Jonathon Adewumi (292431)

Brooklyn teacher Samuel Adewumi told the Amsterdam News that he heard that someone called a Brooklyn testing location and, “They gave them an appointment in three weeks. You might not have three weeks to live if you are impacted by COVID-19. You won’t show up, because you would have passed.”

COVID-19 has taken yet another tri-state influencer.

In the same week Gotham mourns the loss of icons like steel pan man Martin Douglas, NOI’s Minister Hafeez Muhammad, Queens teacher Valerie Fata, activist Father Lawrence Lucas, Conrad’s Famous Bakery CEO Conrad Ifill; friends are now memorializing New York businessman Jonathan Adewumi.

New York State has suffered the loss of almost 15,000 people during this few weeks of what some social observers have labeled the COVID-19/coronavirus ‘Plandemic.’ Each death has a devastating impact on the suddenly grieving family members. Going through this terrible experience now is the venerable New York family of global entrepreneur Jonathan Adewumi, 58.

Grieving though he is, “It comes in waves,” his younger brother Samuel Adewumi asked, “How do we get into a situation where there is no comprehensive plan in place for a medical crisis like this? How do we get to a place where hospital staff do not have basic supplies?”

While everyone is clamoring for normalcy, it cannot be at the expense of common sense.

If physical/social distancing––in all its ‘going against natural nature’ essence––is what’s being required, then all the other states with their open beaches, nail salons and barber stores opening notwithstanding, tri-state folk are eager to leave the confines of home, but are largely staying put until advised otherwise.

“I think the world needs an overhaul,” said Joyce Adewumi, as she navigates the pain of losing and memorializing her elder brother. “We can’t go back to the way we have been treating each other. This virus doesn’t care about social status, so all that money they are making you can’t take it with you. It can’t be the survival of the fittest. That has done nothing for the world. Look at the president, the governor, the mayor, and the politicians––this is why we are in the condition that we are in now.”

Everyone is saluting ALL the frontline workers; from the hospitals, and the fire department, to the supermarkets and the post office.

A plan for the everyday people should have been put in place when the severity of the coronavirus crisis came into effect, said Adewumi. “When people go home they don’t give you instructions about what to do when you’re in quarantine. The medical industry is the pharmaceutical industry. But, why haven’t we mobilized the home health care workers who can do so much like giving people IVs if need be, medication if need be, the Z Packs, the oxygen monitors?”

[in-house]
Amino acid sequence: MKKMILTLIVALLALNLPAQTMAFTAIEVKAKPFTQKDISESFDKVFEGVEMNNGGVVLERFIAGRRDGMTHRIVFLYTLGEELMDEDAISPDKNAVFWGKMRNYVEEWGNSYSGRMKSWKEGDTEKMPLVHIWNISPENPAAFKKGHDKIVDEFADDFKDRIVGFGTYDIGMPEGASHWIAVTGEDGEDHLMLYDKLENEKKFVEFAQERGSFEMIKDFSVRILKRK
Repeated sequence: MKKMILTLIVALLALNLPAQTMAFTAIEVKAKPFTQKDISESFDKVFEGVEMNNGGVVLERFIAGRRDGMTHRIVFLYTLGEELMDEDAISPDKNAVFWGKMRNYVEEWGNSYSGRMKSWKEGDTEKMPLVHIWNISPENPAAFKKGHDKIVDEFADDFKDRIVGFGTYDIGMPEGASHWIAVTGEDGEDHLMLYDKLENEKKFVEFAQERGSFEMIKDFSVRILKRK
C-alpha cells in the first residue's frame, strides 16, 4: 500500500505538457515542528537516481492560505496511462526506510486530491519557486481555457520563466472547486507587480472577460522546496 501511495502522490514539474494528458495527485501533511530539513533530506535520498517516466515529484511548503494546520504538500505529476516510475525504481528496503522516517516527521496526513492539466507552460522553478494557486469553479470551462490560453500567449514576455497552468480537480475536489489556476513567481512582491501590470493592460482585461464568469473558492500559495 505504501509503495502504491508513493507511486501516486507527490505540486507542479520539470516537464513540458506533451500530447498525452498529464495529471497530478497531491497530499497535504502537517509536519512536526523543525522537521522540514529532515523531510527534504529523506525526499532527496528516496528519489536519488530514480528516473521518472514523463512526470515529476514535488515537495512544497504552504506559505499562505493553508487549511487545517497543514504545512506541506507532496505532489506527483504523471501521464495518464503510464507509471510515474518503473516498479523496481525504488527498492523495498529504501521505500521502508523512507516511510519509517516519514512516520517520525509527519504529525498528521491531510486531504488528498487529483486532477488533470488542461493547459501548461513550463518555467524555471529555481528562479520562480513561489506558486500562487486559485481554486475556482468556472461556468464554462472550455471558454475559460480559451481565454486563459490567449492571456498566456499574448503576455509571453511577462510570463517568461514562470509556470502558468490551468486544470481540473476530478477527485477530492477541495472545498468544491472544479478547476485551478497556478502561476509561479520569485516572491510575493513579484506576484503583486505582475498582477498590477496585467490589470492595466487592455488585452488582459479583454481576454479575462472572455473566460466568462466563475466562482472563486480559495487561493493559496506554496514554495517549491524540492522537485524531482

The Adewumis with their international Nigerian Fabrics and Fashions and popular Amarachi Restaurant, are a well-known family in and around the city. Jonathan was a computer science graduate, a multi-faceted entrepreneur, and CEO of Homeland Travels and Tours. Joyce is an activist and community advocate from the New African Chorus Ensemble, the parent company of the New York City Multi-Cultural Festival.

“It’s still unreal. Jonathan was my hero. I am managing because of all of the people writing such good things about him,” she said.

Brooklyn high school teacher Samuel spoke of the immeasurable support he garnered from his brother over the decades. “I could ask anything and that man would do it,” said the Q of the Kappa.

The Adewumi parents passed back home in Nigeria in 2012. The siblings lost their brother Dr. Emmanuel Adewumi in 2016. After Jonathan’s transition last Friday (April 17), the remaining children are Liz, Joyce, Samuel, and Bobby.

Jonathan’s interaction with the coronavirus was a tragic three week saga.

“On March 21, he texted me and said that he felt better, that’s the last text I got. He said he was good, but I wasn’t afraid yet,” Samuel said of his big brother. “He said that he didn’t have fever on that Monday morning the 23rd, but he texted me and said that he wanted to get tested. I took him to Brooklyn Hospital and he went into a tent and came out 20, 25 minutes later. He said, ‘They said I don’t have it, they just took my vitals, but didn’t write down anything just my just name––they didn’t give me a test, said I wasn’t sick enough.’ He went home. On Wednesday he said he’d had a good night, but wanted to get tested. I took him to Woodhull ER, he came back a few hours later. He didn’t look as good as when I dropped him off. He had labored breathing and was coughing. He said his body hurt. On Thursday he had the labored breathing, a cough and fever. He went back to the ER in Brooklyn. He wasn’t tested, he left. That night our brother Bobby took him to a hospital in New Jersey. Since getting into a hospital in New York was almost impossible they went to a hospital in Bayonne, which didn’t have the intensity as the city. They saw he was in distress and they took him in.”